Spin or Science

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Science or Spin?
Assessing the Accuracy of Cable News
Coverage of Climate Science
Aaron Huertas
Rachel Kriegsman
April 2014

Our national debate about climate policy is broken. Too often, policy makers and other public figures make misleading
statements that question whether climate change is humaninduced—or is even occurring at all—rather than debating whether and how to respond to risks from climate change that scientists have identified. Media outlets can do more to foster a fact-based conversation about climate change and policies

designed to address it. Such conversations can help audiences base their positions on climate policy on accurate climate
science, as well as their varying political beliefs, attitudes, and values.
To gauge how accurately elite media outlets inform audiences on climate science, we analyzed climate science coverage across the three major cable news networks: Cable News Network (CNN), Fox News Channel, and MSNBC. We found that the accuracy of this coverage varied significantly across networks. In 2013, 70 percent of climate-science-related segments on CNN were accurate, 28 percent of Fox News Channel segments were accurate, and 92 percent of such segments on MSNBC were accurate.

In this report, we discuss social science related to public perceptions of physical science, provide a brief overview of our methods (covered in more detail in the online appendix at www.ucsusa.org/scienceorspin), present results for each network, and discuss each network’s coverage. We present recommendations and suggestions for climate science coverage that could serve to improve the scientific accuracy of public discussions about potential responses to climate change.

Accurate Science Coverage Makes Our
Democratic Dialogues on Climate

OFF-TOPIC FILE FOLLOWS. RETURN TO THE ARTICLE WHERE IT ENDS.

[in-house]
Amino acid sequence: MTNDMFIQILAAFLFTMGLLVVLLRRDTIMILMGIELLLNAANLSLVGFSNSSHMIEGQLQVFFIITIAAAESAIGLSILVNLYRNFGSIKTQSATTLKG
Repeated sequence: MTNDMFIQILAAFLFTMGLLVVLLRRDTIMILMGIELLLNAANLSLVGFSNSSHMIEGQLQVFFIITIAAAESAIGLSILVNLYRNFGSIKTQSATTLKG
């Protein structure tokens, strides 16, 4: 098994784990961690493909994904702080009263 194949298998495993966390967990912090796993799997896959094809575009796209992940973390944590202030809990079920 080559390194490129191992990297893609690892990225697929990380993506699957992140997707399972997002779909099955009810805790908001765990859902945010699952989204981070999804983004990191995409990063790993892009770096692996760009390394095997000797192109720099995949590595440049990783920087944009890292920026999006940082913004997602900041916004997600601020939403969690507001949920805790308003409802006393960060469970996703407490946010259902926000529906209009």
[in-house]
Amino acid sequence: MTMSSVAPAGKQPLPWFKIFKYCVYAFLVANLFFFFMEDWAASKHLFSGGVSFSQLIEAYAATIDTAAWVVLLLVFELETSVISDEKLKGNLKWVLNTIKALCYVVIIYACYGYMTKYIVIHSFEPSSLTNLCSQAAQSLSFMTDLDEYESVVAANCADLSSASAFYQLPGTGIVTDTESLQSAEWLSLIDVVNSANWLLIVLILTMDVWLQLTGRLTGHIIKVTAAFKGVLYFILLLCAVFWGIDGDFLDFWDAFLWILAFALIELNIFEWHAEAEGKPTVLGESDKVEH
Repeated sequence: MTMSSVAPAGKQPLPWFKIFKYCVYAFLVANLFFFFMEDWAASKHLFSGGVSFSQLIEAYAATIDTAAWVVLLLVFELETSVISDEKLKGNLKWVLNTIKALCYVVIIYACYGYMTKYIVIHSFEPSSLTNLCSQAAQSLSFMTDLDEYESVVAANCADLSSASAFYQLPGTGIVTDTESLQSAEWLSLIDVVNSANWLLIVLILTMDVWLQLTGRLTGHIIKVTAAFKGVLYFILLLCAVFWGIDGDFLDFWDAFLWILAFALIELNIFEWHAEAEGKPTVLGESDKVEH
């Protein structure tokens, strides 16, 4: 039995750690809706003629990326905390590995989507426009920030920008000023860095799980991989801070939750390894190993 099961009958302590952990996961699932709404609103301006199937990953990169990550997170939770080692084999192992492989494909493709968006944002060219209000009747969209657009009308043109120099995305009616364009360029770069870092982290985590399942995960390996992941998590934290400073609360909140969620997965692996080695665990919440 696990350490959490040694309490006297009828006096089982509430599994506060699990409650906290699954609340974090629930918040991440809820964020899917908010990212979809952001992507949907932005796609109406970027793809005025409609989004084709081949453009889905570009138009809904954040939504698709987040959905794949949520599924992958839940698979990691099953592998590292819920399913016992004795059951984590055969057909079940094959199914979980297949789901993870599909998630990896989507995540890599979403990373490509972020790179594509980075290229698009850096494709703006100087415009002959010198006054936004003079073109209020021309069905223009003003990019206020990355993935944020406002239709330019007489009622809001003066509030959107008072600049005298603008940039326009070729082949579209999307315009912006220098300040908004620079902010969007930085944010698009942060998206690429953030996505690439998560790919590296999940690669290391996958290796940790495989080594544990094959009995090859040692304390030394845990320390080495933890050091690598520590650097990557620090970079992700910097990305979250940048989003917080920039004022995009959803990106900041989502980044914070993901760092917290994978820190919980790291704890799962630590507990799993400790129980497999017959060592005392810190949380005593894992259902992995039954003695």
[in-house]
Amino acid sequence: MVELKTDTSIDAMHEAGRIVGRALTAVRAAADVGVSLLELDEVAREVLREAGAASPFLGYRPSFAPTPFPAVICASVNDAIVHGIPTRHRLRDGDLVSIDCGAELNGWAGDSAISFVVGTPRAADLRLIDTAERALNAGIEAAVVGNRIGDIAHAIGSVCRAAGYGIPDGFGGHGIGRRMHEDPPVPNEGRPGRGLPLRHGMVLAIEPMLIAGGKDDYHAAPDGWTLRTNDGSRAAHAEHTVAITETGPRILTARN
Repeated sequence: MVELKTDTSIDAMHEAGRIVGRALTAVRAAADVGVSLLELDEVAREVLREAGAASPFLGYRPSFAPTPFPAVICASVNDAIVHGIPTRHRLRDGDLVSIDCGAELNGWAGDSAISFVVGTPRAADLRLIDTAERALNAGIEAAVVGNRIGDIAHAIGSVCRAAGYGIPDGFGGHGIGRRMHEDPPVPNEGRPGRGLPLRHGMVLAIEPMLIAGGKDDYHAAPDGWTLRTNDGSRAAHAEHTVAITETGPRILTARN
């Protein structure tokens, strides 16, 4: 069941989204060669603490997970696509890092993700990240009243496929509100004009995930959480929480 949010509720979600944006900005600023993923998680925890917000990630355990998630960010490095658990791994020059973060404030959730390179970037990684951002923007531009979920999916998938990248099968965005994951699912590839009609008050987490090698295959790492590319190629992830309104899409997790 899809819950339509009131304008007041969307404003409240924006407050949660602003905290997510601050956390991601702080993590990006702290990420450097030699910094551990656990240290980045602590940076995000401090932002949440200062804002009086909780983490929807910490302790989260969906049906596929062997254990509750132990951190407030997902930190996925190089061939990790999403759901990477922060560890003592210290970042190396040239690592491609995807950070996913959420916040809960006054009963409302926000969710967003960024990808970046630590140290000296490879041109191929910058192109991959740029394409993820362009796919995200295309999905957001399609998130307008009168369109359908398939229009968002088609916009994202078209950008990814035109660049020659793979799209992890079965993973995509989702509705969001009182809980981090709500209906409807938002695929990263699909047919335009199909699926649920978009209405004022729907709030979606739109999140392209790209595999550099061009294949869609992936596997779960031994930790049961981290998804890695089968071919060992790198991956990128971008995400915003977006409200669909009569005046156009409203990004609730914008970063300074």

Change Stronger
Statements from policy makers and related media coverage
exert significant influence on public attitudes toward climate change (Brulle, Carmichael, and Jenkins 2012). CNN, Fox
News, and MSNBC are the most widely watched cable news
networks in the United States, and their coverage of climate change is an important source of information for the public
and for policy makers. Thirty-eight percent of American
adults watch cable news (Enda et al. 2013). In 2012, the
three major cable news networks enjoyed an average audience of 2 million viewers across the entire day (Holcomb and Mitchell 2013). In 2013, Fox’s prime-time audience
was 1.76 million while MSNBC’s was 640,000, and CNN’s
clocked in at 568,000 (Kenneally 2014).
Cable news coverage of climate science often reflects
and reinforces people’s perceptions of the science, which
are related to their partisan identification as Democrats,
Republicans, Independents, or Tea Party supporters (Pew
2013). Political ideology can also have a large effect on
whether or not people accept the scientific consensus on
climate change (Kahan, Jenkins-Smith, and Braman 2010).
On the cable news networks, as in the halls of Congress,
discussions about climate change feature a mix of political
opinions and scientific information. Many opponents of
policies designed to reduce emissions or prepare for climate change, including hosts and guests on cable news programs,
use inaccurate and dismissive portrayals of established

that climate change is occurring, and less than half of
the population recognizes that it is largely due to human
activities (Leiserowitz et al. 2014).
Too often, debates about climate policy—whether or
how to prepare for a changing climate, or what volume of
heat-trapping emissions should be allowed to go into the
atmosphere—are conflated with false debates about whether
or not the science itself is valid. Debates over whether
scientific conclusions should be accepted prevent the
American public from having an open, democratic dialogue
about whether, when, and how to respond to the scientific
evidence related to risks from climate change.
Politicians and interest groups...
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